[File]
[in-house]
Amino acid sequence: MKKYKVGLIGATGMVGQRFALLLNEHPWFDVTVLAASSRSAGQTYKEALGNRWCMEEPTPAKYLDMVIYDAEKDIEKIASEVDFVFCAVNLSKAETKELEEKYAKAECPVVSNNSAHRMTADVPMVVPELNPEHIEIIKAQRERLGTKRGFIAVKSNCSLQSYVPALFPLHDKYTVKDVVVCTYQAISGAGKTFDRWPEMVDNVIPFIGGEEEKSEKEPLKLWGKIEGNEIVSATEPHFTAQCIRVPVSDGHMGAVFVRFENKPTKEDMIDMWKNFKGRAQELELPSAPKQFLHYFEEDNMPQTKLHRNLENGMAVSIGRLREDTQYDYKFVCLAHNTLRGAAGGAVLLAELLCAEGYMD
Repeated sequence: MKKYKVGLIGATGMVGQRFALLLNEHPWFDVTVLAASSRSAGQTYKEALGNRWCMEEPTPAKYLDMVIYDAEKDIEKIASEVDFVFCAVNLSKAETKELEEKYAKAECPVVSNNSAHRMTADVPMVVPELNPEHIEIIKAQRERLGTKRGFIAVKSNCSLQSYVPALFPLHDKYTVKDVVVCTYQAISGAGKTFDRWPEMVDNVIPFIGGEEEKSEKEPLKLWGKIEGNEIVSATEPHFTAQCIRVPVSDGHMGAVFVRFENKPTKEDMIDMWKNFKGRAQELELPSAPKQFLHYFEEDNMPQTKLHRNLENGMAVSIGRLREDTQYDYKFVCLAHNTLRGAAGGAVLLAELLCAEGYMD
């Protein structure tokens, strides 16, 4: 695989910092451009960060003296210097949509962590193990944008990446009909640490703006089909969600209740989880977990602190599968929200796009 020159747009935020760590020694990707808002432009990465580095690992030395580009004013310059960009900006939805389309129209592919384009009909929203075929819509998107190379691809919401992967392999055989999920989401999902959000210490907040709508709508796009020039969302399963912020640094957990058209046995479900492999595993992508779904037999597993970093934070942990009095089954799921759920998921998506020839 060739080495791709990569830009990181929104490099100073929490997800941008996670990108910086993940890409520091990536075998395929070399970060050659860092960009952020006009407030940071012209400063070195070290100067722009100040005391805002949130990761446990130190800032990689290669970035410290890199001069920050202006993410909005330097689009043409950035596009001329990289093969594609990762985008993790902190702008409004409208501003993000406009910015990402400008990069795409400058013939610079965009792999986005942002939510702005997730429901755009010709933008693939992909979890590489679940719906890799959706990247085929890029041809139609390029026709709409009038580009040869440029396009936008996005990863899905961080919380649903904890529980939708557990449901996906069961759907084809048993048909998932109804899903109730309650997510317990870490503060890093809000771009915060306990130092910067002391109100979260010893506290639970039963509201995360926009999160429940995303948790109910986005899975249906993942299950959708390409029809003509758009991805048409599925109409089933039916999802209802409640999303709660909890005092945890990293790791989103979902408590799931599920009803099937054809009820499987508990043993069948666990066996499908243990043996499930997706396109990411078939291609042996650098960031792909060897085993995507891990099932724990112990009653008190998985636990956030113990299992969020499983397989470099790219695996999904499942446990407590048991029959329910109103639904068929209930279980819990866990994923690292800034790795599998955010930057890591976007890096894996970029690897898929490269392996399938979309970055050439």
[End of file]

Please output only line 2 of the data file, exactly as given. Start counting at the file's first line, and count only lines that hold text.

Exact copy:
Amino acid sequence: MKKYKVGLIGATGMVGQRFALLLNEHPWFDVTVLAASSRSAGQTYKEALGNRWCMEEPTPAKYLDMVIYDAEKDIEKIASEVDFVFCAVNLSKAETKELEEKYAKAECPVVSNNSAHRMTADVPMVVPELNPEHIEIIKAQRERLGTKRGFIAVKSNCSLQSYVPALFPLHDKYTVKDVVVCTYQAISGAGKTFDRWPEMVDNVIPFIGGEEEKSEKEPLKLWGKIEGNEIVSATEPHFTAQCIRVPVSDGHMGAVFVRFENKPTKEDMIDMWKNFKGRAQELELPSAPKQFLHYFEEDNMPQTKLHRNLENGMAVSIGRLREDTQYDYKFVCLAHNTLRGAAGGAVLLAELLCAEGYMD